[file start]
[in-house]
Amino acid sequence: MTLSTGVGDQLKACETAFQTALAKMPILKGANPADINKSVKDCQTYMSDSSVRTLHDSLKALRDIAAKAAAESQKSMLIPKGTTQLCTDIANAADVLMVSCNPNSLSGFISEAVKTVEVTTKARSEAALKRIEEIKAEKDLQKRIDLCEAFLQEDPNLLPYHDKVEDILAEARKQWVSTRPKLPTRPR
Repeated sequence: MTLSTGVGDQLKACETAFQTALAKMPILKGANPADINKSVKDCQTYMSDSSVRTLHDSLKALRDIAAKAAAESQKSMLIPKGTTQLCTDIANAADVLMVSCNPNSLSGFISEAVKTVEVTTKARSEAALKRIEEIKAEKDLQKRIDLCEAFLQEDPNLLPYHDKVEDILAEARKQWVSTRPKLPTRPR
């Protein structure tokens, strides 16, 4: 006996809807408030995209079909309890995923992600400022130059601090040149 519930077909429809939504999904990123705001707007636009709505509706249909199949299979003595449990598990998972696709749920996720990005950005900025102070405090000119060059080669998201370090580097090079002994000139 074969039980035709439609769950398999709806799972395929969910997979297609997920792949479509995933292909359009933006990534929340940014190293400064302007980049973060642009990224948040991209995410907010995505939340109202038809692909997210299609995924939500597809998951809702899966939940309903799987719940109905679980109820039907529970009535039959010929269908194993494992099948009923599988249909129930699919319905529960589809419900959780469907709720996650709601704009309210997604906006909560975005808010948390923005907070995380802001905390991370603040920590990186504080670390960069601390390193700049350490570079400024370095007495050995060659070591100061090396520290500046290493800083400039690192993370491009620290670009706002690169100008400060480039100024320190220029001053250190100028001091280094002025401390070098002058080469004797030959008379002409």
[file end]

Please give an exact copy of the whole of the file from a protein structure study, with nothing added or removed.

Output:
[in-house]
Amino acid sequence: MTLSTGVGDQLKACETAFQTALAKMPILKGANPADINKSVKDCQTYMSDSSVRTLHDSLKALRDIAAKAAAESQKSMLIPKGTTQLCTDIANAADVLMVSCNPNSLSGFISEAVKTVEVTTKARSEAALKRIEEIKAEKDLQKRIDLCEAFLQEDPNLLPYHDKVEDILAEARKQWVSTRPKLPTRPR
Repeated sequence: MTLSTGVGDQLKACETAFQTALAKMPILKGANPADINKSVKDCQTYMSDSSVRTLHDSLKALRDIAAKAAAESQKSMLIPKGTTQLCTDIANAADVLMVSCNPNSLSGFISEAVKTVEVTTKARSEAALKRIEEIKAEKDLQKRIDLCEAFLQEDPNLLPYHDKVEDILAEARKQWVSTRPKLPTRPR
């Protein structure tokens, strides 16, 4: 006996809807408030995209079909309890995923992600400022130059601090040149 519930077909429809939504999904990123705001707007636009709505509706249909199949299979003595449990598990998972696709749920996720990005950005900025102070405090000119060059080669998201370090580097090079002994000139 074969039980035709439609769950398999709806799972395929969910997979297609997920792949479509995933292909359009933006990534929340940014190293400064302007980049973060642009990224948040991209995410907010995505939340109202038809692909997210299609995924939500597809998951809702899966939940309903799987719940109905679980109820039907529970009535039959010929269908194993494992099948009923599988249909129930699919319905529960589809419900959780469907709720996650709601704009309210997604906006909560975005808010948390923005907070995380802001905390991370603040920590990186504080670390960069601390390193700049350490570079400024370095007495050995060659070591100061090396520290500046290493800083400039690192993370491009620290670009706002690169100008400060480039100024320190220029001053250190100028001091280094002025401390070098002058080469004797030959008379002409």